Journalists are morons, that’s a given and doesn’t require an explanation. (If you’re not convinced, here.) And there’s nothing a journalist likes better than a poll.
A poll. Typically, it consists of asking 1000 adults (if that) “Who will you vote for in the presidential election (assuming you’ve self-identified as a ‘likely voter’, however you’d like to define that)?” Yes, we took probability classes and know that a 1000-person sample can give a reasonably accurate assessment of what a population of 130 million will do. However, in this instance a 1000-person sample is useless.
You probably know that the United States doesn’t elect a president just by asking qualified voters to pick somebody. First, we don’t vote for a president; we vote for a 2-person presidential ticket. Second, even that is bounded as we and our fellow Connecticutians, or Vermonters, or Hawai’ians, have our votes tallied separately from those of voters in other states. In other words, we don’t hold a presidential election so much as we hold 50 different elections, each weighed by population and each counted as winner-take-all, after which we tabulate the results.*
Which is a roundabout way (sorry, we’ve been reading a lot of Trent Hamm lately and it rubs off) of saying that a poll result like this:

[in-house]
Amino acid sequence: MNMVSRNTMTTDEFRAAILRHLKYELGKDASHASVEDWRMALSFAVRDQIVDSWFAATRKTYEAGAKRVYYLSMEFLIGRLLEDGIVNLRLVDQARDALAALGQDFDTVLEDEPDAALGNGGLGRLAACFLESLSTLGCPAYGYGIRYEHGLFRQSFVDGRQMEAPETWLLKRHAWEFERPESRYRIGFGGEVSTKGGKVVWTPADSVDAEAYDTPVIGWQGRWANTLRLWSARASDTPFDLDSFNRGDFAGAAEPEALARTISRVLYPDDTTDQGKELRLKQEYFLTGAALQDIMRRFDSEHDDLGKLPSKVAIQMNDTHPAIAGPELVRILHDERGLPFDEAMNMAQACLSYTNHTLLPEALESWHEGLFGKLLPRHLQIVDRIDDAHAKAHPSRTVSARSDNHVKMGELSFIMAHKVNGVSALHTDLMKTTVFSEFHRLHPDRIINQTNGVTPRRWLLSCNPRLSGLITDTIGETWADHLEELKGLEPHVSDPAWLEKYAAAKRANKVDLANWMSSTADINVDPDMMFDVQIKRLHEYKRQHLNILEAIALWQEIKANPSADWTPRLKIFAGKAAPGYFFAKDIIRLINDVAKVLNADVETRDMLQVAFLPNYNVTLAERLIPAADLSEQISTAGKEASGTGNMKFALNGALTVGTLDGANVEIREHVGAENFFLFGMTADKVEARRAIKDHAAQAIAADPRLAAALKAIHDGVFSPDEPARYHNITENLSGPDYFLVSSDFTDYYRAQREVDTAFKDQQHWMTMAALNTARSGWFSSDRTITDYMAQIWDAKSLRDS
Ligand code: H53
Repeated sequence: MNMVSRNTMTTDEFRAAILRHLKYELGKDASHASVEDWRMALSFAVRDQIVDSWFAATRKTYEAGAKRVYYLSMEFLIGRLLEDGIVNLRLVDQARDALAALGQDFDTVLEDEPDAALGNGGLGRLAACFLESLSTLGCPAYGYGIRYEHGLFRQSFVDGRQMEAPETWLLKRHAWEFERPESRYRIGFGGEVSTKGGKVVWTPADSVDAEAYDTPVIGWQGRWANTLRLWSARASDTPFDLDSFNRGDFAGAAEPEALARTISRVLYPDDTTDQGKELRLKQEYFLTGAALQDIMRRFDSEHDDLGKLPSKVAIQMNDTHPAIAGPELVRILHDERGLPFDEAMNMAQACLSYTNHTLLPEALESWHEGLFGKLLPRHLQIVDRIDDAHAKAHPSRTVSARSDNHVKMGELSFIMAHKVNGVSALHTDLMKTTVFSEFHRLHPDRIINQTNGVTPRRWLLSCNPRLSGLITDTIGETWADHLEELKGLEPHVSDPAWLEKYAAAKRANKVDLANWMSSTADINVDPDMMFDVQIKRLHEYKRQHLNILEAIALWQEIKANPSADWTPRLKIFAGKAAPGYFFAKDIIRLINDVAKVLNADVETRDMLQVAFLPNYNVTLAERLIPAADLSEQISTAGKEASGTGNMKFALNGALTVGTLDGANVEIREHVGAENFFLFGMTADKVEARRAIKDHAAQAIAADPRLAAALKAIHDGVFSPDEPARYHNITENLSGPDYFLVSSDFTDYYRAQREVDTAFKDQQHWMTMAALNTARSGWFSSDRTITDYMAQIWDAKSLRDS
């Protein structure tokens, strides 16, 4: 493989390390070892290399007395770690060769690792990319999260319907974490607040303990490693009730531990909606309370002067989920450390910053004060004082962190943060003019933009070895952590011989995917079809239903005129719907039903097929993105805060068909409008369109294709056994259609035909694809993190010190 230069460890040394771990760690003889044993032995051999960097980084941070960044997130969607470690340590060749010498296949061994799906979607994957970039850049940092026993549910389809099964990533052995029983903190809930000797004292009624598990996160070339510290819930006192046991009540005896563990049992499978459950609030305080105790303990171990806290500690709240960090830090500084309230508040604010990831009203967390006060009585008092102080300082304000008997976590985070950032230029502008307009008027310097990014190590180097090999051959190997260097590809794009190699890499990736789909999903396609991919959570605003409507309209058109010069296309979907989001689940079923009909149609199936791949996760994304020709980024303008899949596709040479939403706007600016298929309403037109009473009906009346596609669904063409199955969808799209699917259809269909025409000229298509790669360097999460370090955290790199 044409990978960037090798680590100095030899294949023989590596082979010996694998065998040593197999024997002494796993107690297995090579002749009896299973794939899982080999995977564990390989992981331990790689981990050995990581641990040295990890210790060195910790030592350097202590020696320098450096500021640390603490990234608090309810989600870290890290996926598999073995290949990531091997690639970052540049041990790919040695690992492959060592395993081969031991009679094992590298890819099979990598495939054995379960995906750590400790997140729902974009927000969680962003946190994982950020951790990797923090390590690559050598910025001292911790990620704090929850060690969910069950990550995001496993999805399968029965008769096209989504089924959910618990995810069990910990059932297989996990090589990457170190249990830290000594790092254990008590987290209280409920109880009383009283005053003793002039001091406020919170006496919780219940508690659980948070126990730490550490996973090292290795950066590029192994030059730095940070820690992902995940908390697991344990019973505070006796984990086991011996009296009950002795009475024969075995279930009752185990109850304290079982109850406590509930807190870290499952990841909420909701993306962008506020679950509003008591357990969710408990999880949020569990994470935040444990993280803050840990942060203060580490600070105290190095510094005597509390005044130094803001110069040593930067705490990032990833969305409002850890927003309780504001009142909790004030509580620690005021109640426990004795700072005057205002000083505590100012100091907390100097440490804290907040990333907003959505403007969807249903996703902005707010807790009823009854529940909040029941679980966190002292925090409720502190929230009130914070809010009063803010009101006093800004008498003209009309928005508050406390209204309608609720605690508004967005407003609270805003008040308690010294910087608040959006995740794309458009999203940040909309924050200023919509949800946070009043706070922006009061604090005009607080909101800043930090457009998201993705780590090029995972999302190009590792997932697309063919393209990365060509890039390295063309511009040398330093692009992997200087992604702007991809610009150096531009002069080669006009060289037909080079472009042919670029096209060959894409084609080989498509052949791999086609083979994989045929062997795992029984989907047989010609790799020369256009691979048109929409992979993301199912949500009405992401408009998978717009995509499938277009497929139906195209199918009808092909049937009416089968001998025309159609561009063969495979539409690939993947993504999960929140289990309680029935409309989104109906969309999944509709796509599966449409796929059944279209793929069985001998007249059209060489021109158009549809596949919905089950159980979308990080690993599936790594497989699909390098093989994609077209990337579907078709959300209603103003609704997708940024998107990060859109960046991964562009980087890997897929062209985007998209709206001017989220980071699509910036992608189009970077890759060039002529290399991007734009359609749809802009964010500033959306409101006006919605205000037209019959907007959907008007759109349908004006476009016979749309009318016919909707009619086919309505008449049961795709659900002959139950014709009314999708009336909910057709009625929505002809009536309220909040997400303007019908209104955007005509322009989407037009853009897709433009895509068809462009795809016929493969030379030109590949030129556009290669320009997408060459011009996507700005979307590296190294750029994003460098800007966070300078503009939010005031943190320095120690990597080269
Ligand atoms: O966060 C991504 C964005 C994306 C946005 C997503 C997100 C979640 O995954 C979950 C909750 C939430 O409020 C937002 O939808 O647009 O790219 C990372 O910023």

means nothing. So 47% of Americans say they’ll vote for Obama. This is meaningless for several reasons:
- He’s who they merely claim they’ll vote for.
- 8% of respondents either claim allegiance to someone else or say they won’t vote. Considering that that’s a sample 4 times the size of the difference between the candidates, it invalidates the poll.
- The poll is conducted without respect to the importance of the state (election) that the poll respondent will be voting in. A respondent who says she’s going to vote for Obama has greater impact if she lives in lightly populated swing state Nevada than if she lives in populous, Democrat-friendly California.
Implying that Barack Obama will get 47% of the popular vote means nothing because we don’t elect our head of government by popular vote. As far as we know, no free country of decent size does.
If you want to waste time, read a poll. If you want to learn something, read the betting lines. Once again, oddsmakers come to the rescue and tell us more about our opinions than we ourselves can glean. A number of betting sites (at least those not shut down by the U.S. Department of Justice in the ostensible home of the free) will take your wager on the outcome of the presidential election.